Talent Management – a phrase that’s been on everyone’s lips, not least every self respecting HR professional and even the odd headline hungry CEO. Howver, I fear we may have lost our way inrecent years in terms of defining what ‘talented’ actually means, how we identify those that that have potential, and how we develop them, their behaviours and their skills.
Consider this for a moment:
We live in a time where executive remuneration has never been so high and rewards for ‘good performance’ so attractive. As leaders we have access to more strategies for success with more guru’s sharing their wisdom than ever before through books, seminars, blogs and development programs. There are more graduates from the likes of Harvard, INSEAD et al in the marketplace and more money has been invested in leadership development programs and executive coaching in the last 10 years than ever before.
And on top of all this, the market conditions over the last 15 years could not have been better.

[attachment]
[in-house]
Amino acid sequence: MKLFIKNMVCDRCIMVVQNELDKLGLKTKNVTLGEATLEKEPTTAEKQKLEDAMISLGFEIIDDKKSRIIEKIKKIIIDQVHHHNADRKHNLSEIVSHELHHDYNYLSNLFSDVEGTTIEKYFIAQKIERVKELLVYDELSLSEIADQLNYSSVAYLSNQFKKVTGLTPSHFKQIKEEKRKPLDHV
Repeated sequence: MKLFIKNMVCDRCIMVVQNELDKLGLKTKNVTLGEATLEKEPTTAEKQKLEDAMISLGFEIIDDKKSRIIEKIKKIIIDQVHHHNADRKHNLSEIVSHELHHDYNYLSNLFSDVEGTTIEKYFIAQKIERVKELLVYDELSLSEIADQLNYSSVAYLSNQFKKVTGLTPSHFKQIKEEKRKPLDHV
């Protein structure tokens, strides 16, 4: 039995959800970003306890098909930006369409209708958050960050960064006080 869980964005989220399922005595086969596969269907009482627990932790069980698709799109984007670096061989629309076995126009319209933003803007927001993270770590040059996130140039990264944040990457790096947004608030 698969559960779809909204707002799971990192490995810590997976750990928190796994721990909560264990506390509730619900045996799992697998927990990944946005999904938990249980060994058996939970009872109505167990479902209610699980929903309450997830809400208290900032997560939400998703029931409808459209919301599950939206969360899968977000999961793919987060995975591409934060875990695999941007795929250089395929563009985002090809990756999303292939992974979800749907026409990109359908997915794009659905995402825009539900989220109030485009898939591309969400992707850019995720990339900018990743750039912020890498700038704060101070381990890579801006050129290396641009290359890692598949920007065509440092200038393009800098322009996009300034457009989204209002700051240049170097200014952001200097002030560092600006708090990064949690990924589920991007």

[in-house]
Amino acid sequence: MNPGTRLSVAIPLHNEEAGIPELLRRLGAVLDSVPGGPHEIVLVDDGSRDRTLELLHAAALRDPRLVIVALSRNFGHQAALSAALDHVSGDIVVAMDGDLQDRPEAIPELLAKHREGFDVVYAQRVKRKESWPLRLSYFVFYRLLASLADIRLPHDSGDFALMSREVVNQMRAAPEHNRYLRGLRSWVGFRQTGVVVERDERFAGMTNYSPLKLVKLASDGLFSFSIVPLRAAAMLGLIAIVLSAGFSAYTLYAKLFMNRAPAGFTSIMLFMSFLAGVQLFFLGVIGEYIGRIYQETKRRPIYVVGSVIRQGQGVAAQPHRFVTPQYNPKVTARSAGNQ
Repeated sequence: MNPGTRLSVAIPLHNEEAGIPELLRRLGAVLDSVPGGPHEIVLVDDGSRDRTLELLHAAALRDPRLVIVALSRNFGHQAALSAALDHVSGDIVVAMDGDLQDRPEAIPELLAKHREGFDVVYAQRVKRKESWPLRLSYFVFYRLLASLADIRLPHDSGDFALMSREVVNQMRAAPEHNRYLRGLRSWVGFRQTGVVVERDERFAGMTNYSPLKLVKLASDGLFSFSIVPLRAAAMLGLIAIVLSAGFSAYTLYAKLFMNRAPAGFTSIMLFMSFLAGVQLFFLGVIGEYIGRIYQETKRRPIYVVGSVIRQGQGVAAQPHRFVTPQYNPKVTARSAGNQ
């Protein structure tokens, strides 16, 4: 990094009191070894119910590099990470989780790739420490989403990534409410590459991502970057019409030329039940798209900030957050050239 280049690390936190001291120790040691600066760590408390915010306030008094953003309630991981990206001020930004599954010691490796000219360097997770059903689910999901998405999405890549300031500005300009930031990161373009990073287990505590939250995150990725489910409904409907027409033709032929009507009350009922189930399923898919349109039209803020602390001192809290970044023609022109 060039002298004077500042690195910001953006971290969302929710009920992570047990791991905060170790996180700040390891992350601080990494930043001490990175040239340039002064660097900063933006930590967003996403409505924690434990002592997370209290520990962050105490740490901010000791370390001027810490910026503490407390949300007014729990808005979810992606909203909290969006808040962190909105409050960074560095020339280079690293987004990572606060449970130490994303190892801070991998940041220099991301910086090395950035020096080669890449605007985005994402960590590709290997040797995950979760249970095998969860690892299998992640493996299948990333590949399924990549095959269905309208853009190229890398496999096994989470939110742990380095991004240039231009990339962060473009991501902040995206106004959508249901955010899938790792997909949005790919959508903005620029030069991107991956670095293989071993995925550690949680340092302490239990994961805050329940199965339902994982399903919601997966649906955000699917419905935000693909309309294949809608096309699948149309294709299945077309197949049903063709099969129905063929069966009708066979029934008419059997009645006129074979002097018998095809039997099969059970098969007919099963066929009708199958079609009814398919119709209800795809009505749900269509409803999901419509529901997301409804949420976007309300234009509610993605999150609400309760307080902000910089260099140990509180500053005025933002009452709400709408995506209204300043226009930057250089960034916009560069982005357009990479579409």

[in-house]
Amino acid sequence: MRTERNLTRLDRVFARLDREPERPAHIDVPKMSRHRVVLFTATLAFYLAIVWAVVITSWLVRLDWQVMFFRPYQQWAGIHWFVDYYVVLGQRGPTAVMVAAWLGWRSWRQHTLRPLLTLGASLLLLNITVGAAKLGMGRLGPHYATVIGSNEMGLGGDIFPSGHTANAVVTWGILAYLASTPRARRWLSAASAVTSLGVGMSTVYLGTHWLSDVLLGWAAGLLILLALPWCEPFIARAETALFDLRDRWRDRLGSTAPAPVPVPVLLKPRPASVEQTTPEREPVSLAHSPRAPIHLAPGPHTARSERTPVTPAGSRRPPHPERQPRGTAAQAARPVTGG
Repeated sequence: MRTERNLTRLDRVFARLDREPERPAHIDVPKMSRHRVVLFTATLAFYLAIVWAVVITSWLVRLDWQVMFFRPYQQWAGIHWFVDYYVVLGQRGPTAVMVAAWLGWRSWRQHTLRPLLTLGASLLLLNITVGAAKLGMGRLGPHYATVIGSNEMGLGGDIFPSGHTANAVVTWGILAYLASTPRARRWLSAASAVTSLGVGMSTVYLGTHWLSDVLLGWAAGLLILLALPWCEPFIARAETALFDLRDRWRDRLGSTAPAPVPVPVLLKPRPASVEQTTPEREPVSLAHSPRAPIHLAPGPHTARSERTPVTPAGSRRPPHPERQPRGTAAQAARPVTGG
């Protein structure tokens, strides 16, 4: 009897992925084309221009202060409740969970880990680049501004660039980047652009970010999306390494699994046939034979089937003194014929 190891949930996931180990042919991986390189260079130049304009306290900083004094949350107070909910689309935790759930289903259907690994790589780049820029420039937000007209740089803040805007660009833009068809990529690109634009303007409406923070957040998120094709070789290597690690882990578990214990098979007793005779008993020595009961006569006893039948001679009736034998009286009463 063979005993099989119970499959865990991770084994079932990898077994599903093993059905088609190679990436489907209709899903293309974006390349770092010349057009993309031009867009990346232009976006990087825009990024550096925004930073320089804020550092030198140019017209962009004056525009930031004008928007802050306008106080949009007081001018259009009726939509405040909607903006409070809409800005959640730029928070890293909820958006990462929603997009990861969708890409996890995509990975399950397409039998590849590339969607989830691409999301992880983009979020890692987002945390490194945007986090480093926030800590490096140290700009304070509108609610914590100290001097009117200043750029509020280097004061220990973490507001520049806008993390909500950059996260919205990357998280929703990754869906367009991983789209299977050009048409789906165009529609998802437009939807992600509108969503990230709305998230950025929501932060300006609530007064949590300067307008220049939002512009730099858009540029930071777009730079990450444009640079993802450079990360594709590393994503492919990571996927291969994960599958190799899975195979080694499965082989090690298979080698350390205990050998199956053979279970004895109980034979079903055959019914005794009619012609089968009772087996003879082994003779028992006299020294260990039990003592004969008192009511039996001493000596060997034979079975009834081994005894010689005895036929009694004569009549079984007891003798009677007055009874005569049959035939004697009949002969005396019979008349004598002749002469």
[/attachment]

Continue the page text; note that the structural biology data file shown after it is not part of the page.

So what is the result of all of this collective wisdom? The output of all of that world class ‘talent’ combined with a booming economy?
A global recession underscored by greed, incompetence and arrogance on an unprescedented scale, that’s what.
If HR has any influence as we make our way out of this mess through the coming months and years, it must be to challenge our existing talent strategies, across the board. Our rediculous obsession with qualifications, processess and stereotypes brought the world economy to its knees and its about time we challenged every basic principle on which our leadership and talent is identified, nurtured and rewarded.
It’s time to get disruptive and deconstruct. And HR should be right up there hacking away at every assumption and everything we have previously taken for granted.
But before you get busy, something for us all to consider…
Perhaps the biggest crime is not necessarily the direct actions of the few, but the influence these people have had on others – you and me. A loosening of standards and ethics at the top of an organisation has a significant knock on effect all the way down the hieraechy. It’s inevitable.
Slowly but surely, like a creeping desease, this behaviour, this subtle signal from those in positions of influence and power – bankers, MP’s and executives alike – starts to distort or own moral and ethical framework. Has it not yours?
Food for thought…